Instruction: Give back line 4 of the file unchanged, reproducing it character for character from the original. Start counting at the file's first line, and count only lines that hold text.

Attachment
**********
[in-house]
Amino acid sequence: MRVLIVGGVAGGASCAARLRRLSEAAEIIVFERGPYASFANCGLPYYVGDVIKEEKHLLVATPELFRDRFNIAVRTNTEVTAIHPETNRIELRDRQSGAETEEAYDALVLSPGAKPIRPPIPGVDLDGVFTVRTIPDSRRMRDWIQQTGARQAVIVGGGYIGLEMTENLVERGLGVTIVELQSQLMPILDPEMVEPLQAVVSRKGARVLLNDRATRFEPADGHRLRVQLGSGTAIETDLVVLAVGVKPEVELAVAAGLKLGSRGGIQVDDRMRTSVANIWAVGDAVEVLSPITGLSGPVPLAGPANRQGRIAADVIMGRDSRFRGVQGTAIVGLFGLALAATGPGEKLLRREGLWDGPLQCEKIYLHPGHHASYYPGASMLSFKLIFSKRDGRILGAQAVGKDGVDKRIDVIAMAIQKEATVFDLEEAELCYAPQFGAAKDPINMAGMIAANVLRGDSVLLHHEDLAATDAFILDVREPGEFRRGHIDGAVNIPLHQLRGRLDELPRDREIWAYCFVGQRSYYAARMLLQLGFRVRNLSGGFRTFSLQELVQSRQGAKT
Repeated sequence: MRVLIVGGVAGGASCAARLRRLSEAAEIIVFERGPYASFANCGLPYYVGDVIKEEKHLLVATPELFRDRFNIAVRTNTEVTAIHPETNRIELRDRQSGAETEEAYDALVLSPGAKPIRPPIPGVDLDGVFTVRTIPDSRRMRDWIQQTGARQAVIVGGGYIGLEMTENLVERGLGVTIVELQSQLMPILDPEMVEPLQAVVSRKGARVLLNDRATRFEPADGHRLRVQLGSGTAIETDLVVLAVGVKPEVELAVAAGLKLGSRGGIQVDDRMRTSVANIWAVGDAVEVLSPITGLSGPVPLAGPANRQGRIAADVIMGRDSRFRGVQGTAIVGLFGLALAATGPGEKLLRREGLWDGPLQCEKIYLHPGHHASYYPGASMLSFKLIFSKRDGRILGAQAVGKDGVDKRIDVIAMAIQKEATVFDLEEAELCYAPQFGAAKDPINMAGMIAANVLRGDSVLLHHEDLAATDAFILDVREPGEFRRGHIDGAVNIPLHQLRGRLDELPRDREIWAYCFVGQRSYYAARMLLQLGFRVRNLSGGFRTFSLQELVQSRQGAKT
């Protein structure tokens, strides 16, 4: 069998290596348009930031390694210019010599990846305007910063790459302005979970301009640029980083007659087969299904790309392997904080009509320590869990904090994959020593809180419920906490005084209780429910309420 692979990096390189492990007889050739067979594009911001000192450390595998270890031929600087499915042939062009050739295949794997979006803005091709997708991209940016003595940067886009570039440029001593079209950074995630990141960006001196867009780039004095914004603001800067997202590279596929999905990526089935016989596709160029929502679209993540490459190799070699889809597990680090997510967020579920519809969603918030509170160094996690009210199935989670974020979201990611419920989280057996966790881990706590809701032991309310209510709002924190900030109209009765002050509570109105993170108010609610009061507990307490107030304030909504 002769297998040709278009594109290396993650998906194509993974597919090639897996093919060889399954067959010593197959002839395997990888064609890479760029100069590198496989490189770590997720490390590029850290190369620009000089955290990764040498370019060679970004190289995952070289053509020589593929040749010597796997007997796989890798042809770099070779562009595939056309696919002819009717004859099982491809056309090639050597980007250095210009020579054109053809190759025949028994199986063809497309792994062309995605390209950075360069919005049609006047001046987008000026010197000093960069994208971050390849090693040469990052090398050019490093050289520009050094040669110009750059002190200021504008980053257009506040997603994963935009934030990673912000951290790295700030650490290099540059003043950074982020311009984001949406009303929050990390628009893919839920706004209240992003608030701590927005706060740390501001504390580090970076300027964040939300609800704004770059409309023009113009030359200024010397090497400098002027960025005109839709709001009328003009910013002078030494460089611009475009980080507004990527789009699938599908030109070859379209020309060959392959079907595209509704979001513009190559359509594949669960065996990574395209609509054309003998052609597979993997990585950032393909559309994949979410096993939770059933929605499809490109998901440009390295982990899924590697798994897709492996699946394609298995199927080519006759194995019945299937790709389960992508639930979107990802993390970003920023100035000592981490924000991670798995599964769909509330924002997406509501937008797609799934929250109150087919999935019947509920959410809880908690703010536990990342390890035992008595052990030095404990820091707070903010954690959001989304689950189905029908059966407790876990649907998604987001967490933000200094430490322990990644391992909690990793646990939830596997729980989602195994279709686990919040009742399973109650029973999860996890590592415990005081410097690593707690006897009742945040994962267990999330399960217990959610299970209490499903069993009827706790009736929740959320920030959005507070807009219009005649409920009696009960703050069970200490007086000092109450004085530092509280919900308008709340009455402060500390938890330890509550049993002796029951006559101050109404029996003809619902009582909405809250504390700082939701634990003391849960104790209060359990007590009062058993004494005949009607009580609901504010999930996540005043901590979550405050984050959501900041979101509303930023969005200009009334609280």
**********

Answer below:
């Protein structure tokens, strides 16, 4: 069998290596348009930031390694210019010599990846305007910063790459302005979970301009640029980083007659087969299904790309392997904080009509320590869990904090994959020593809180419920906490005084209780429910309420 692979990096390189492990007889050739067979594009911001000192450390595998270890031929600087499915042939062009050739295949794997979006803005091709997708991209940016003595940067886009570039440029001593079209950074995630990141960006001196867009780039004095914004603001800067997202590279596929999905990526089935016989596709160029929502679209993540490459190799070699889809597990680090997510967020579920519809969603918030509170160094996690009210199935989670974020979201990611419920989280057996966790881990706590809701032991309310209510709002924190900030109209009765002050509570109105993170108010609610009061507990307490107030304030909504 002769297998040709278009594109290396993650998906194509993974597919090639897996093919060889399954067959010593197959002839395997990888064609890479760029100069590198496989490189770590997720490390590029850290190369620009000089955290990764040498370019060679970004190289995952070289053509020589593929040749010597796997007997796989890798042809770099070779562009595939056309696919002819009717004859099982491809056309090639050597980007250095210009020579054109053809190759025949028994199986063809497309792994062309995605390209950075360069919005049609006047001046987008000026010197000093960069994208971050390849090693040469990052090398050019490093050289520009050094040669110009750059002190200021504008980053257009506040997603994963935009934030990673912000951290790295700030650490290099540059003043950074982020311009984001949406009303929050990390628009893919839920706004209240992003608030701590927005706060740390501001504390580090970076300027964040939300609800704004770059409309023009113009030359200024010397090497400098002027960025005109839709709001009328003009910013002078030494460089611009475009980080507004990527789009699938599908030109070859379209020309060959392959079907595209509704979001513009190559359509594949669960065996990574395209609509054309003998052609597979993997990585950032393909559309994949979410096993939770059933929605499809490109998901440009390295982990899924590697798994897709492996699946394609298995199927080519006759194995019945299937790709389960992508639930979107990802993390970003920023100035000592981490924000991670798995599964769909509330924002997406509501937008797609799934929250109150087919999935019947509920959410809880908690703010536990990342390890035992008595052990030095404990820091707070903010954690959001989304689950189905029908059966407790876990649907998604987001967490933000200094430490322990990644391992909690990793646990939830596997729980989602195994279709686990919040009742399973109650029973999860996890590592415990005081410097690593707690006897009742945040994962267990999330399960217990959610299970209490499903069993009827706790009736929740959320920030959005507070807009219009005649409920009696009960703050069970200490007086000092109450004085530092509280919900308008709340009455402060500390938890330890509550049993002796029951006559101050109404029996003809619902009582909405809250504390700082939701634990003391849960104790209060359990007590009062058993004494005949009607009580609901504010999930996540005043901590979550405050984050959501900041979101509303930023969005200009009334609280």